Duration of Immunity
Plasma cells are terminally differentiated B lymphocytes that secrete enormous quantities of antibodies. During the initial stages of an antibody response, plasma cells are found in the extrafollicular regions of secondary lymphoid organs. These extrafollicular plasma cells are responsible for the initial surge in antibody levels after immunization or infection, but are thought to survive for only several days before undergoing apoptosis. A second wave of affinity-matured plasma cells emerges later in the response and seeds the bone marrow, where they can persist for many years. These long-lived plasma cells are solely responsible for maintaining antigen-specific antibodies long after clearance of infection or vaccination.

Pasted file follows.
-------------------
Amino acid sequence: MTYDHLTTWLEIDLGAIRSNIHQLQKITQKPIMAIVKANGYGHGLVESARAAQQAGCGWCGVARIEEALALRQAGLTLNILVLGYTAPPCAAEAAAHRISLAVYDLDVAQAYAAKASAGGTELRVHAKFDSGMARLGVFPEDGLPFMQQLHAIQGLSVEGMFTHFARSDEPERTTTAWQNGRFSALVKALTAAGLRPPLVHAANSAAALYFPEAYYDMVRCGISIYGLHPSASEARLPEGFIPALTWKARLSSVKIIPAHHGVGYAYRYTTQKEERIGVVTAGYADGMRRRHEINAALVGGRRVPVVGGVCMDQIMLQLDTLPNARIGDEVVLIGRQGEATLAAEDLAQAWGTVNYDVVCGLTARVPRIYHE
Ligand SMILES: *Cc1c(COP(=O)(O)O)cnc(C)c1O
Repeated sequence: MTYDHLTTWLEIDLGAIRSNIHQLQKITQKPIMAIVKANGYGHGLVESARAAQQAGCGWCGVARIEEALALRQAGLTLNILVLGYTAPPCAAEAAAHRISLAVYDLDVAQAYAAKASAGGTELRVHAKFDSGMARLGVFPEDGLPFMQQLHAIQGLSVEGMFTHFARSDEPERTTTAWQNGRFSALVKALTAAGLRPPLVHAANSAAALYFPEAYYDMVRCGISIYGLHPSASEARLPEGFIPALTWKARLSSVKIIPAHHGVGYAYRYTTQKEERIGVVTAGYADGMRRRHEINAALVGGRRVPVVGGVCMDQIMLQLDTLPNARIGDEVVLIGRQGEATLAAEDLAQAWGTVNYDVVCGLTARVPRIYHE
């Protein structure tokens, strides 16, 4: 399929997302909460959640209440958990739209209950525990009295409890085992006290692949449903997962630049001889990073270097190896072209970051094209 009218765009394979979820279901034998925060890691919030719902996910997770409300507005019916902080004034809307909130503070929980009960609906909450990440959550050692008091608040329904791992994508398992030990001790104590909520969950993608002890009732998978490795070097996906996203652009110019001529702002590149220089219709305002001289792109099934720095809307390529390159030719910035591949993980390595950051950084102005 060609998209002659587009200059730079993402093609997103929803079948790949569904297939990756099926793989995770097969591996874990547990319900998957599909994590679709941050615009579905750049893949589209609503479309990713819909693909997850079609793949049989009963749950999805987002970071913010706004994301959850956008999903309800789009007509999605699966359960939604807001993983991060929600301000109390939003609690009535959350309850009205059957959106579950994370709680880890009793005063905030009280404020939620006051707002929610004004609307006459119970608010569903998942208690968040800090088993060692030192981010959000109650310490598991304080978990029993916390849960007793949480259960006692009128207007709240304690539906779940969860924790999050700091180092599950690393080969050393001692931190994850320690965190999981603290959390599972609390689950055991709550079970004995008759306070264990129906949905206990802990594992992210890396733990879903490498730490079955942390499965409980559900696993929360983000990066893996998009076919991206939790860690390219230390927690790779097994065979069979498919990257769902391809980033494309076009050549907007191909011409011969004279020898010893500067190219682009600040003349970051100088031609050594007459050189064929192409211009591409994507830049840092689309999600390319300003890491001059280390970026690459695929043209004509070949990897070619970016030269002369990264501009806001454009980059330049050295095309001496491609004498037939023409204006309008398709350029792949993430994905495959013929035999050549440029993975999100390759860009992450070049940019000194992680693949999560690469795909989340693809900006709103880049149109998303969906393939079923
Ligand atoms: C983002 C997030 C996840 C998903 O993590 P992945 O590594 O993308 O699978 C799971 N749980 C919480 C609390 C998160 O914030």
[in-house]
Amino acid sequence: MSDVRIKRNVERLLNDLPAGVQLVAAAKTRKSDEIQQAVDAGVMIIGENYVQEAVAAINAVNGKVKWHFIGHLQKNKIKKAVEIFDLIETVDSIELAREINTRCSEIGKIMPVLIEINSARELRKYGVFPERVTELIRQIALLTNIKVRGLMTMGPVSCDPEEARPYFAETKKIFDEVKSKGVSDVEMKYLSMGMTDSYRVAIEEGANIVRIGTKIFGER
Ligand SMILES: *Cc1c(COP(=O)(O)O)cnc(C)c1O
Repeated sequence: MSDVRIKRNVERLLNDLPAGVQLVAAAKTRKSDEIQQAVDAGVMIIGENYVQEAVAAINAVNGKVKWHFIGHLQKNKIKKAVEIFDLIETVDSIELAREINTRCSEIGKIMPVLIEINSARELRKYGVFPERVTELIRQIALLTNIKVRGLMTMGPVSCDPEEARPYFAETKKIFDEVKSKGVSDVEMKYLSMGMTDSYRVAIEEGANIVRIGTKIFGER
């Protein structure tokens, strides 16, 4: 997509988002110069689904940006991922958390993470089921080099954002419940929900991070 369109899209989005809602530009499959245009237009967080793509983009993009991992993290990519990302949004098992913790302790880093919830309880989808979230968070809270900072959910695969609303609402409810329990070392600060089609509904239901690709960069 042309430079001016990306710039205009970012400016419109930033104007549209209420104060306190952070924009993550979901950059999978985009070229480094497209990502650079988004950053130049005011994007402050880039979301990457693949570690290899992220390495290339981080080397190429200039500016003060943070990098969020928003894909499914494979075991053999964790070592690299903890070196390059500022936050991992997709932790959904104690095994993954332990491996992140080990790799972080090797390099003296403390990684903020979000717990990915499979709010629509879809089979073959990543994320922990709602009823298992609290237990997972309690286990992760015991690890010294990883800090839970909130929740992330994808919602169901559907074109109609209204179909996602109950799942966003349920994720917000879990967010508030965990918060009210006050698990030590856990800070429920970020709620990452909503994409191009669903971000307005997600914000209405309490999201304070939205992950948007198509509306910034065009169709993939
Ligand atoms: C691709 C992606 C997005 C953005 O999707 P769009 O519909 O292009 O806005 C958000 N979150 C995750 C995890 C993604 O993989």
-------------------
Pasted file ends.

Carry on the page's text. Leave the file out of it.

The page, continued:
Recent work from our lab has demonstrated that the initial activation conditions of B cells imprints the lifespan of plasma cells formed subsequently. For example, the transcription factor ZBTB20 is specifically required for long-term antibody production when alum, a common vaccine adjuvant, is used. Ongoing work is focused on identifying additional genetic regulators of these survival programs and the infections which induce them.